There was a time when the brand value of an organization and remuneration paid to workers made an organization a desirable place to work.

However, today’s workplace has evolved to the extent that fat pay cheques, generous tips, and bonuses can no longer attract or keep employees, especially when the workplace is toxic. Sadly, organizations lose great talents because of their failure to put a premium on developing a healthy organizational culture.

A healthy workplace culture is what attracts talents and imbues them with a sense of loyalty which binds them to the organization and makes them continually give their best to ensure the company stays in business and is profitable.

What constitutes workplace culture? you might ask; Workplace culture refers to those intangible attributes of an organization that makes it a great or toxic place to work in, these attributes are largely defined by the ideology that drives the organization.

These ideologies are often reflected how employees related to management as well as one another. Inclusivity Consultant and Behavioural Scientist, Dr Pragyal Agarwal maintains that positive workplace culture improves teamwork, raises the morale, increases productivity and efficiency, and enhances retention of the workforce.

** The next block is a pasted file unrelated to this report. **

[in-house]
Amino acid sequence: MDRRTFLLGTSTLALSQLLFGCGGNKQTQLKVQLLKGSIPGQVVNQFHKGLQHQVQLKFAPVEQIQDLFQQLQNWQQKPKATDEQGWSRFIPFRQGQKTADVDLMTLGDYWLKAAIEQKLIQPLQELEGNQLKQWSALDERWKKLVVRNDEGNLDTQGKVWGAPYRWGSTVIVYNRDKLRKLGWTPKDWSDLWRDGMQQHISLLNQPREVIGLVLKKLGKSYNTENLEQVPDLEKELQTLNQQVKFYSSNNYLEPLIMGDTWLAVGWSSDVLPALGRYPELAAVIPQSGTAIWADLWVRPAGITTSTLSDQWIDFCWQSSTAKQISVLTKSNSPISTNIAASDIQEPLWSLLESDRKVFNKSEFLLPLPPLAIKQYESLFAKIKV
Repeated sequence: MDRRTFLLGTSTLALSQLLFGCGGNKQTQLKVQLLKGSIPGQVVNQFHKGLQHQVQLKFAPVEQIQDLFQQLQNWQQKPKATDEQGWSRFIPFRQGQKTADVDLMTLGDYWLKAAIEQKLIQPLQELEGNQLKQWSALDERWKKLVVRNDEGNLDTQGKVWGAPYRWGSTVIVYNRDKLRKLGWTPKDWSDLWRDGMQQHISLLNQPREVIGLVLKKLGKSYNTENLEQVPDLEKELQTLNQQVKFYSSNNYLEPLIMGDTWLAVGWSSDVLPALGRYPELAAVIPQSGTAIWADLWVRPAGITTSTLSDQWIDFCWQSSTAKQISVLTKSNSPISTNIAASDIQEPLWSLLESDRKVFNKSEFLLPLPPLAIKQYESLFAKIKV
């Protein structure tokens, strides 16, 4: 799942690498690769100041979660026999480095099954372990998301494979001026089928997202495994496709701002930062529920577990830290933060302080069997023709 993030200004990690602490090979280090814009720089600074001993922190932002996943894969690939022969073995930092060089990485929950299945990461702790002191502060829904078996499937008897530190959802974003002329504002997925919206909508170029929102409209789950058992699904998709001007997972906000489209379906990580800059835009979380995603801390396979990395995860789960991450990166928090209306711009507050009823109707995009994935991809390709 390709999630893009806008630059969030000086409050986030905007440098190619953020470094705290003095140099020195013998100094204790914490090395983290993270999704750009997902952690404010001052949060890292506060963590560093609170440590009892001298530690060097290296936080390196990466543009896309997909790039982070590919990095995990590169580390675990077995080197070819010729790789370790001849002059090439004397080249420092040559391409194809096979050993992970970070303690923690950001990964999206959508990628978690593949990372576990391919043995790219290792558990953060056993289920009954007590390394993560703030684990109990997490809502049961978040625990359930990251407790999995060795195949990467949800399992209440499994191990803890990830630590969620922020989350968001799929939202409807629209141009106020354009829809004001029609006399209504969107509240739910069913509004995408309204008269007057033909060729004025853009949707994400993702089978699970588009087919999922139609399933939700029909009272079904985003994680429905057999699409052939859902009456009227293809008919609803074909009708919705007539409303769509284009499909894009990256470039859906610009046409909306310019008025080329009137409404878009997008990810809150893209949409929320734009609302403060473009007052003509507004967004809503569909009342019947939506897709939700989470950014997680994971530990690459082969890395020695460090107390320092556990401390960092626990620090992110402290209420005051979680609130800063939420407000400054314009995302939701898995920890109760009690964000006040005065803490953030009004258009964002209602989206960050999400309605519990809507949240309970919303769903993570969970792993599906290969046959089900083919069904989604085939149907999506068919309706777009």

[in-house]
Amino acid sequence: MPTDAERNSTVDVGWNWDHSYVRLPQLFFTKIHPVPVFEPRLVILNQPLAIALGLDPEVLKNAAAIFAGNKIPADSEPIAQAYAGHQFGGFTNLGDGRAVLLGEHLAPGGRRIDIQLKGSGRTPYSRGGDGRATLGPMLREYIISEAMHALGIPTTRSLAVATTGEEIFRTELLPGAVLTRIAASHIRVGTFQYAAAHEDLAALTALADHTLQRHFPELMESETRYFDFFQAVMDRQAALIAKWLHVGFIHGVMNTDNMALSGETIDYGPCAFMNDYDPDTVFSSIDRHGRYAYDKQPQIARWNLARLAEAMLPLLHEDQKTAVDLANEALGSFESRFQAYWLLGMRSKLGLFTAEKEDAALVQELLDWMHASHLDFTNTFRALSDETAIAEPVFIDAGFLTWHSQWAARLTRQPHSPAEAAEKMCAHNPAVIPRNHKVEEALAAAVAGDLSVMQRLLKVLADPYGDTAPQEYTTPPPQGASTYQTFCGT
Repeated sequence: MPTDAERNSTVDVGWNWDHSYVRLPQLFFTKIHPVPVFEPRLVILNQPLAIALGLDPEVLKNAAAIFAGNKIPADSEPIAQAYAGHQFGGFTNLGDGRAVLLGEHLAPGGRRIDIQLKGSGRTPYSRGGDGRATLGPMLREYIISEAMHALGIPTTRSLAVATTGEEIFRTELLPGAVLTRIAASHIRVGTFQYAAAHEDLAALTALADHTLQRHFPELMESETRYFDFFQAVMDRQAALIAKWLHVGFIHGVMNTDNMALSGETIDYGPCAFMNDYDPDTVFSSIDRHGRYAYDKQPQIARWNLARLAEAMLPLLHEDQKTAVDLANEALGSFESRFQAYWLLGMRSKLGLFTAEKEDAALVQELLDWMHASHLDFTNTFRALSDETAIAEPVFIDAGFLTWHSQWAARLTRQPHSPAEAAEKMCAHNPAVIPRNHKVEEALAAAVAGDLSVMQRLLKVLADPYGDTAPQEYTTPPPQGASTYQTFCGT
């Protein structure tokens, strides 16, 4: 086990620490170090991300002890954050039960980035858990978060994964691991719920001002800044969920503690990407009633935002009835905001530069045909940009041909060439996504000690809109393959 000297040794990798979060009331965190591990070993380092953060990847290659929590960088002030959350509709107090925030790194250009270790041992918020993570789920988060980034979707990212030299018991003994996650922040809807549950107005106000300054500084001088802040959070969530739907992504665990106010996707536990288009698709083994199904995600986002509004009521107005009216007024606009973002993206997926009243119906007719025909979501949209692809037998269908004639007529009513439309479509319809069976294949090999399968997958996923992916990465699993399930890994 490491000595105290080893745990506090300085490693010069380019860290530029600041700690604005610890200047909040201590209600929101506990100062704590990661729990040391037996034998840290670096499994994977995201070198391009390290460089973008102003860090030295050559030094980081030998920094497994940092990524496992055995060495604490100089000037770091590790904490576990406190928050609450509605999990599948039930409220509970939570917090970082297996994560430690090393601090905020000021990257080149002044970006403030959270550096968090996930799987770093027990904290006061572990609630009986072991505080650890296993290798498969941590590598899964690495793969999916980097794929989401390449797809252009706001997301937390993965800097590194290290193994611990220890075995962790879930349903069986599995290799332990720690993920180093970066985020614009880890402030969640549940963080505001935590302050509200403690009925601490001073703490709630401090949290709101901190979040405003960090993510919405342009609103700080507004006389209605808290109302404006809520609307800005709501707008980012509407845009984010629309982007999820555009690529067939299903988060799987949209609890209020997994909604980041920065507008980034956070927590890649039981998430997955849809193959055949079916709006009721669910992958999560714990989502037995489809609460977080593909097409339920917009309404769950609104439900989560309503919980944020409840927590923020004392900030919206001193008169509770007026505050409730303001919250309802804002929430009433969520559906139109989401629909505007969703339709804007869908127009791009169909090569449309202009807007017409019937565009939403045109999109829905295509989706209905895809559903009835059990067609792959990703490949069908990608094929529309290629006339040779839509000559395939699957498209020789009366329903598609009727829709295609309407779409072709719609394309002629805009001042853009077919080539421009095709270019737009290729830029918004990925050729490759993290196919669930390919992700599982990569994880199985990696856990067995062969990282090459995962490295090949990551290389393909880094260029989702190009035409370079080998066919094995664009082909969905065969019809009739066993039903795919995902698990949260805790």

Job satisfaction, collaboration, and work performance are all enhanced. And, most importantly, a positive work environment reduces stress in employees. The following are simple ways an organization can improve their workplace culture:

1. Communication and collaboration: a workplace culture that values and encourages open and honest communication, feedback and teamwork are all vital for improving workplace culture.

2. Continued learning opportunities: knowledge sharing, brainstorming sessions as well as social interactions within the office all add up to improve the workplace culture of an organization.

3. All-inclusive work environment: value, support and encourage all employees regardless of gender, ethnicity, social or religious orientation. All employees should have equal access to growth and advancement opportunities, bonuses and general goodwill.

4. Establish trust: employees should be able to confide in management and have honest conversations with one another without fear of being judged. Again, trust that you have a good and dependable team.

5. Make onboarding of new staff easy and warm: get an old and friendly team member to take the new staff around and acquaint them with the rest of the team, answer their questions and help set up their workspace. A great workplace culture takes time, effort and dedication to develop, but it is worth it. The first step is to have frank a conversation with your team and communicate your vision for the company to them in clear terms and ensure they identify with it; once this is achieved, the rest will easily fall in place.